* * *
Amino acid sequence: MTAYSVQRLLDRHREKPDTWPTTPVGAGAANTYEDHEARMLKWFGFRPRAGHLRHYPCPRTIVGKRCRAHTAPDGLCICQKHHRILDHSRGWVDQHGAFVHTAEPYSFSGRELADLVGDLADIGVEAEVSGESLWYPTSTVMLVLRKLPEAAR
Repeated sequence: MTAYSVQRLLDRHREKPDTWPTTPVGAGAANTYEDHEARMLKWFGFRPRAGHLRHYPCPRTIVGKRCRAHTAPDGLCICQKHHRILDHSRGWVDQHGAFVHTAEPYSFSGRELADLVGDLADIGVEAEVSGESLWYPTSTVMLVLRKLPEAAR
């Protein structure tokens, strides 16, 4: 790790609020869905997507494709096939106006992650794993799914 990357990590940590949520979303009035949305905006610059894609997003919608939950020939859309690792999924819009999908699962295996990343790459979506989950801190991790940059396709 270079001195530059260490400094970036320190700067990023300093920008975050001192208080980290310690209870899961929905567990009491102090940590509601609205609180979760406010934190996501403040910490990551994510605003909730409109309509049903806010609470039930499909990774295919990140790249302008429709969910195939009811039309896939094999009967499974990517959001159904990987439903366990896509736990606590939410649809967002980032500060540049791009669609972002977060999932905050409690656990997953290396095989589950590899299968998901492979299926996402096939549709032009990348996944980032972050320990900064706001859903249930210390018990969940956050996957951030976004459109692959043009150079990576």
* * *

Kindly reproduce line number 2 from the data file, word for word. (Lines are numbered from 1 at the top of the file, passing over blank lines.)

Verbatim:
Repeated sequence: MTAYSVQRLLDRHREKPDTWPTTPVGAGAANTYEDHEARMLKWFGFRPRAGHLRHYPCPRTIVGKRCRAHTAPDGLCICQKHHRILDHSRGWVDQHGAFVHTAEPYSFSGRELADLVGDLADIGVEAEVSGESLWYPTSTVMLVLRKLPEAAR